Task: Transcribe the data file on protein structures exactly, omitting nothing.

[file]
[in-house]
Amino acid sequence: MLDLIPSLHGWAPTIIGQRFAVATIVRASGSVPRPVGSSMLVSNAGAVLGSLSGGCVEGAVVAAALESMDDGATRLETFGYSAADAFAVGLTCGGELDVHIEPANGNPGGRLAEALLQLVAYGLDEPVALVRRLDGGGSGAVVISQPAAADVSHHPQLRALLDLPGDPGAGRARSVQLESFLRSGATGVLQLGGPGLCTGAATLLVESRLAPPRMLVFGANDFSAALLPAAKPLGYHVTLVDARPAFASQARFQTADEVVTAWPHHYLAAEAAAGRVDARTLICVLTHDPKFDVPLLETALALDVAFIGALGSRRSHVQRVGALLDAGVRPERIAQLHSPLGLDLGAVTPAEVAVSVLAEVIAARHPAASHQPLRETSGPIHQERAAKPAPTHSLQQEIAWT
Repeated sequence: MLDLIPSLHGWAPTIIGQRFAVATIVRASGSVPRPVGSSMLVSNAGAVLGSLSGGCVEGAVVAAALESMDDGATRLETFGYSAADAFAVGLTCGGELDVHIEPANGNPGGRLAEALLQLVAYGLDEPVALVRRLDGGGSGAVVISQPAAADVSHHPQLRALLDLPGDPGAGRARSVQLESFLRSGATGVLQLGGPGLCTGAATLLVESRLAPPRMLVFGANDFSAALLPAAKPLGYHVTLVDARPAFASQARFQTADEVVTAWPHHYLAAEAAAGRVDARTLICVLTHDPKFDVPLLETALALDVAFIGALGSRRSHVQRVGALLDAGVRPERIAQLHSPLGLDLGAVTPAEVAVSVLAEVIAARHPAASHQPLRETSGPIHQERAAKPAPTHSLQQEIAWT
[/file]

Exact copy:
[in-house]
Amino acid sequence: MLDLIPSLHGWAPTIIGQRFAVATIVRASGSVPRPVGSSMLVSNAGAVLGSLSGGCVEGAVVAAALESMDDGATRLETFGYSAADAFAVGLTCGGELDVHIEPANGNPGGRLAEALLQLVAYGLDEPVALVRRLDGGGSGAVVISQPAAADVSHHPQLRALLDLPGDPGAGRARSVQLESFLRSGATGVLQLGGPGLCTGAATLLVESRLAPPRMLVFGANDFSAALLPAAKPLGYHVTLVDARPAFASQARFQTADEVVTAWPHHYLAAEAAAGRVDARTLICVLTHDPKFDVPLLETALALDVAFIGALGSRRSHVQRVGALLDAGVRPERIAQLHSPLGLDLGAVTPAEVAVSVLAEVIAARHPAASHQPLRETSGPIHQERAAKPAPTHSLQQEIAWT
Repeated sequence: MLDLIPSLHGWAPTIIGQRFAVATIVRASGSVPRPVGSSMLVSNAGAVLGSLSGGCVEGAVVAAALESMDDGATRLETFGYSAADAFAVGLTCGGELDVHIEPANGNPGGRLAEALLQLVAYGLDEPVALVRRLDGGGSGAVVISQPAAADVSHHPQLRALLDLPGDPGAGRARSVQLESFLRSGATGVLQLGGPGLCTGAATLLVESRLAPPRMLVFGANDFSAALLPAAKPLGYHVTLVDARPAFASQARFQTADEVVTAWPHHYLAAEAAAGRVDARTLICVLTHDPKFDVPLLETALALDVAFIGALGSRRSHVQRVGALLDAGVRPERIAQLHSPLGLDLGAVTPAEVAVSVLAEVIAARHPAASHQPLRETSGPIHQERAAKPAPTHSLQQEIAWT